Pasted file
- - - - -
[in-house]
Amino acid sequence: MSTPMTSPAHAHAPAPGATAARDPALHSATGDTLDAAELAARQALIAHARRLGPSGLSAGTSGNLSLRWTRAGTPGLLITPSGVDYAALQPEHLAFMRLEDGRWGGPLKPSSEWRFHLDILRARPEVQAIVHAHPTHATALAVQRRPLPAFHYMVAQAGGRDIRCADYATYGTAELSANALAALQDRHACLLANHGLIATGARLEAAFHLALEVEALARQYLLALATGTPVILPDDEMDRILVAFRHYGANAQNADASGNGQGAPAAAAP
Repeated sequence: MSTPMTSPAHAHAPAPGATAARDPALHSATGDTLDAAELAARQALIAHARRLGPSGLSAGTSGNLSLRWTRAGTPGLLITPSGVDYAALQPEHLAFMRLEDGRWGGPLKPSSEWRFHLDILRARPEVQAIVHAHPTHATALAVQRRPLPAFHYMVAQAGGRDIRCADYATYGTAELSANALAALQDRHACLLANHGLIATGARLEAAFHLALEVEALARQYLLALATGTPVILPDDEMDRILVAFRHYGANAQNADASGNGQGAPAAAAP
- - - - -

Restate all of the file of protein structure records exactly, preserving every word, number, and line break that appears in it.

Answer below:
[in-house]
Amino acid sequence: MSTPMTSPAHAHAPAPGATAARDPALHSATGDTLDAAELAARQALIAHARRLGPSGLSAGTSGNLSLRWTRAGTPGLLITPSGVDYAALQPEHLAFMRLEDGRWGGPLKPSSEWRFHLDILRARPEVQAIVHAHPTHATALAVQRRPLPAFHYMVAQAGGRDIRCADYATYGTAELSANALAALQDRHACLLANHGLIATGARLEAAFHLALEVEALARQYLLALATGTPVILPDDEMDRILVAFRHYGANAQNADASGNGQGAPAAAAP
Repeated sequence: MSTPMTSPAHAHAPAPGATAARDPALHSATGDTLDAAELAARQALIAHARRLGPSGLSAGTSGNLSLRWTRAGTPGLLITPSGVDYAALQPEHLAFMRLEDGRWGGPLKPSSEWRFHLDILRARPEVQAIVHAHPTHATALAVQRRPLPAFHYMVAQAGGRDIRCADYATYGTAELSANALAALQDRHACLLANHGLIATGARLEAAFHLALEVEALARQYLLALATGTPVILPDDEMDRILVAFRHYGANAQNADASGNGQGAPAAAAP